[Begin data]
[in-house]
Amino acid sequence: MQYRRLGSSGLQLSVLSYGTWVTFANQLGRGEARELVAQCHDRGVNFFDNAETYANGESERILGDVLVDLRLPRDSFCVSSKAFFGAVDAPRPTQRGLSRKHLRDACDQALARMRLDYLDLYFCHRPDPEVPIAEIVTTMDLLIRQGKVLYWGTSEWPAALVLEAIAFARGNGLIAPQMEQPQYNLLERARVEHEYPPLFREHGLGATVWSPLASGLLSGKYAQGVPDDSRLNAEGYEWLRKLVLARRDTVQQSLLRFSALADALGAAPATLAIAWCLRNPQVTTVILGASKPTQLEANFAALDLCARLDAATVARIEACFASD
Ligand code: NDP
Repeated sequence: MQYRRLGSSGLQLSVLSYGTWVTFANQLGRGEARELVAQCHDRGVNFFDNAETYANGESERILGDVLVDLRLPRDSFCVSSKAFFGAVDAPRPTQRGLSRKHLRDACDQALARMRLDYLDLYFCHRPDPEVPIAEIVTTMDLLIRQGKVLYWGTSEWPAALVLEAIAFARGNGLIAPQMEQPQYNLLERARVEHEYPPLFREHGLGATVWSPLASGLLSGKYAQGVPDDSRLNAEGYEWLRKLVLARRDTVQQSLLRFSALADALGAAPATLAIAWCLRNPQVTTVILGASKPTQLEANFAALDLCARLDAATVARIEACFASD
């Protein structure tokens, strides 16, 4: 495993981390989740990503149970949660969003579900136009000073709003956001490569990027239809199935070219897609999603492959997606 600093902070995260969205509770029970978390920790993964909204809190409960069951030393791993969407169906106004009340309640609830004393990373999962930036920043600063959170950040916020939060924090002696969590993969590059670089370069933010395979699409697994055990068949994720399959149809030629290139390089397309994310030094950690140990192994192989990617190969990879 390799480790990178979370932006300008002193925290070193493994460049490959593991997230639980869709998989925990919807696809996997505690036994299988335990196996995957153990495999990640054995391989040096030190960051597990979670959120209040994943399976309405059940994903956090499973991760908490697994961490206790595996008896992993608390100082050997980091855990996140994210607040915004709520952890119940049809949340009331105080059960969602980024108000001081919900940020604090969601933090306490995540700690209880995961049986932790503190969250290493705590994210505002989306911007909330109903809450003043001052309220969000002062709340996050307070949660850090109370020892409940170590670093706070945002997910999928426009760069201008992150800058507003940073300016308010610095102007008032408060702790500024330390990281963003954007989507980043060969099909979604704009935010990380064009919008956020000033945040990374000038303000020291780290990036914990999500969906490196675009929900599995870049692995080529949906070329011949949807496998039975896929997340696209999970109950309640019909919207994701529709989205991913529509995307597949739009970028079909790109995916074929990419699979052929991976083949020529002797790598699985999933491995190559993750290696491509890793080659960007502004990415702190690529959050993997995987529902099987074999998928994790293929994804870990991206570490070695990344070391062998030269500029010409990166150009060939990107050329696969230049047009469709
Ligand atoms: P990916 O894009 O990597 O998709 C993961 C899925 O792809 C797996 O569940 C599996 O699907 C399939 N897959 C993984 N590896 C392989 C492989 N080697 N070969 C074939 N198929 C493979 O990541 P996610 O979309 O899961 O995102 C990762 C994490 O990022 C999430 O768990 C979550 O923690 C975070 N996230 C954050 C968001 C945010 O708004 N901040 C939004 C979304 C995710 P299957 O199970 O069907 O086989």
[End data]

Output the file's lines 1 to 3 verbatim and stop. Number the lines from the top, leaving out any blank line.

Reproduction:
[in-house]
Amino acid sequence: MQYRRLGSSGLQLSVLSYGTWVTFANQLGRGEARELVAQCHDRGVNFFDNAETYANGESERILGDVLVDLRLPRDSFCVSSKAFFGAVDAPRPTQRGLSRKHLRDACDQALARMRLDYLDLYFCHRPDPEVPIAEIVTTMDLLIRQGKVLYWGTSEWPAALVLEAIAFARGNGLIAPQMEQPQYNLLERARVEHEYPPLFREHGLGATVWSPLASGLLSGKYAQGVPDDSRLNAEGYEWLRKLVLARRDTVQQSLLRFSALADALGAAPATLAIAWCLRNPQVTTVILGASKPTQLEANFAALDLCARLDAATVARIEACFASD
Ligand code: NDP